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You’re selling your house, but potential buyers may not want to attend an open house or even a private tour of your home. On the flip side, you may want to avoid devoting time and energy to preparing for in-person tours or scheduling them. And finding someplace else to be while your home is being shown can also be a pain. Enter virtual home tours.
While still photos of your home can give an idea of what it’s like, virtual tours simulate being there.
But how do you create a virtual tour of your home? And how do you use a virtual tour to market your home? Let us show you (and your real estate agent) how a virtual tour can help you sell your home. Then you – and prospective buyers – can sit back, relax and enjoy the show.
What Is a Virtual Tour?
A real estate virtual tour (also known as a 3D virtual tour or 3D walkthrough) is a digital tour of your home.
A well-done virtual tour uses interior and exterior images of a home to offer viewers a full, 360-degree scan of the property. Viewers can control their movements as they tour the home. Ideally, the viewer will be able to look up to the ceiling and down to the floor and turn 360 degrees. Viewers can even walk through doorways into other rooms and look out windows using clickable hotspots. But there are limitations. Viewers won’t be able to turn on a faucet or swipe for dust inside a kitchen cabinet. Aside from that, a good virtual tour can be the next best thing to being there in person.
You can create an interactive, virtual tour by using software to stitch together a series of panoramic photos. And the video gets shared online, usually on a real estate listing site.
Does it sound like hard work? Depending on how tech savvy you are, it might be. But whether you’re a homeowner or real estate agent, the benefits of a virtual tour are undeniable.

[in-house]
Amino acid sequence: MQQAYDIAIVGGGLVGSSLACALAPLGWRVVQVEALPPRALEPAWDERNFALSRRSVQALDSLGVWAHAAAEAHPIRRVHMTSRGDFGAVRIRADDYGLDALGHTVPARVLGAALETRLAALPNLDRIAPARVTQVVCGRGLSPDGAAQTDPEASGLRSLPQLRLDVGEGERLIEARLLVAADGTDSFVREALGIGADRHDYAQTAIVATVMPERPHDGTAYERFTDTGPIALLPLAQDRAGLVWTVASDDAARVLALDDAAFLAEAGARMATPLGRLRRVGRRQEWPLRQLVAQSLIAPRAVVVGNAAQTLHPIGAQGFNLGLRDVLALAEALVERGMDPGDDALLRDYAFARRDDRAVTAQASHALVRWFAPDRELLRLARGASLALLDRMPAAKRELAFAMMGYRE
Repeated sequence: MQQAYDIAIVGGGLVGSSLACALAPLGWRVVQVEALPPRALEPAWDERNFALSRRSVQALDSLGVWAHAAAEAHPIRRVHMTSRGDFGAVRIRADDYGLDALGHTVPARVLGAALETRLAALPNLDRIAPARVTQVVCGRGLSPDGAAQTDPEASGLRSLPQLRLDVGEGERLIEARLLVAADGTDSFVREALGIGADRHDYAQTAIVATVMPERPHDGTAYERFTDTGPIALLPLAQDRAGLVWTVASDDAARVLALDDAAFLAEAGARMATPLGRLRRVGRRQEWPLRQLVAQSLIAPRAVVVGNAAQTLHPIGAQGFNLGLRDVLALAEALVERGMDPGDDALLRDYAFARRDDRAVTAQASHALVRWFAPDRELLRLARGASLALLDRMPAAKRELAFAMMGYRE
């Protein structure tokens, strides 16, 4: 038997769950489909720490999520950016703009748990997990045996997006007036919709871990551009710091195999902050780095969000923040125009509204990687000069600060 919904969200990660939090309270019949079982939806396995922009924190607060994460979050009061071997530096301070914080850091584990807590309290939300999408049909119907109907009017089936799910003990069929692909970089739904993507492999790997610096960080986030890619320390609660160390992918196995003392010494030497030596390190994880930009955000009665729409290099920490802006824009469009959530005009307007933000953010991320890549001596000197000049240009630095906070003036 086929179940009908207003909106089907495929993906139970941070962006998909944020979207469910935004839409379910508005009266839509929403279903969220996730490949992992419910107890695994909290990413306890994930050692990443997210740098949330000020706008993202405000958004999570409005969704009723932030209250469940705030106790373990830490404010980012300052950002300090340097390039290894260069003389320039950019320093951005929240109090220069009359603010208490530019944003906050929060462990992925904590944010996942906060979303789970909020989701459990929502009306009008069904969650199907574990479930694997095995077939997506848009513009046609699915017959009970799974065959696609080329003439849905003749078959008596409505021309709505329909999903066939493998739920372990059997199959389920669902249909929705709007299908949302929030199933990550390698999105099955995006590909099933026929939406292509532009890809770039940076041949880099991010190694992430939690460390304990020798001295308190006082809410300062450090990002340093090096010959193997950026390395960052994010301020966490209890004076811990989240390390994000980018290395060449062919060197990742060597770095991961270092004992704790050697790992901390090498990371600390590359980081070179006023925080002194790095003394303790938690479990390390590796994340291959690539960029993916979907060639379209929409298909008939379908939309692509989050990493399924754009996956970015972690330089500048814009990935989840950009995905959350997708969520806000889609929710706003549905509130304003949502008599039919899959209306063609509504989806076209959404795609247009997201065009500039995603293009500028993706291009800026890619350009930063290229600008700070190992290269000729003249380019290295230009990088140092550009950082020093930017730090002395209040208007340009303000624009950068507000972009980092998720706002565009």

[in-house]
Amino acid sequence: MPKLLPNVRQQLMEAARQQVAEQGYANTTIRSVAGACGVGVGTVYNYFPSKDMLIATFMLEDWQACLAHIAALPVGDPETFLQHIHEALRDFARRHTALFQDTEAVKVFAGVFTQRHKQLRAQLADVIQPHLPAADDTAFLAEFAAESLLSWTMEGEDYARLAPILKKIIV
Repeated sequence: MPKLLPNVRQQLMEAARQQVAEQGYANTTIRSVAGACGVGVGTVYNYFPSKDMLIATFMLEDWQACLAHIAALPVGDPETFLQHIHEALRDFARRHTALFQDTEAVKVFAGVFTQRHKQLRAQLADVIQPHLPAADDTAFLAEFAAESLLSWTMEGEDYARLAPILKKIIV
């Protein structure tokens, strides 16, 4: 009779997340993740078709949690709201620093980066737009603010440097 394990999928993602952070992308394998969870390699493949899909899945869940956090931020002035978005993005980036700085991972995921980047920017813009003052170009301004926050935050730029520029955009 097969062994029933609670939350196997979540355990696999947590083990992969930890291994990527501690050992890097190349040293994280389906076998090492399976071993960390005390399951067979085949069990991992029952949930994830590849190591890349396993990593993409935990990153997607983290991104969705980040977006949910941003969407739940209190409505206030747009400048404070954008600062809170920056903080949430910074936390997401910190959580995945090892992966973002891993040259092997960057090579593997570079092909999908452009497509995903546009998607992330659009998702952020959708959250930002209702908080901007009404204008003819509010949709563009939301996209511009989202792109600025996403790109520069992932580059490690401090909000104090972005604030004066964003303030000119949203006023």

What Are the Benefits of Virtual Tours?
Here are some common benefits of virtual tours:
Increased views and sales
The more people see your listing, the more likely you are to get offers. According to a recent survey, 55% of home buyers said they would purchase a house sight unseen if the listing featured a 360-degree virtual tour that let them use measurement tools (a feature in some virtual tour software packages).
Does your real estate agent use virtual tours in listings? Nearly 80% of house hunters from the survey admitted they’d switch to a real estate agent who used interactive tours to sell properties.
More potential buyers
With a virtual tour, you’ll expose your home to more buyers in your area – and outside your area, too, especially out-of-state buyers.
If a prospective buyer can’t see your home in person for any reason, a virtual tour is a virtual key to walk through your home from the comfort of their screens.
Weeds out non-serious buyers
With a virtual tour, you can forgo an in-person open house. This stems the tide of people who aren’t serious buyers and attend open houses for fun. Plus, potential buyers can decide if a home might be right for them without you having to prep your home for a lot of showings.
8 Steps To Make a Spielberg-Level Virtual Tour
You always thought you’d make a fine Hollywood director and now’s your chance to prove it. Here are eight steps to making your virtual tour – and home – stand out.
1. Plan out time and tools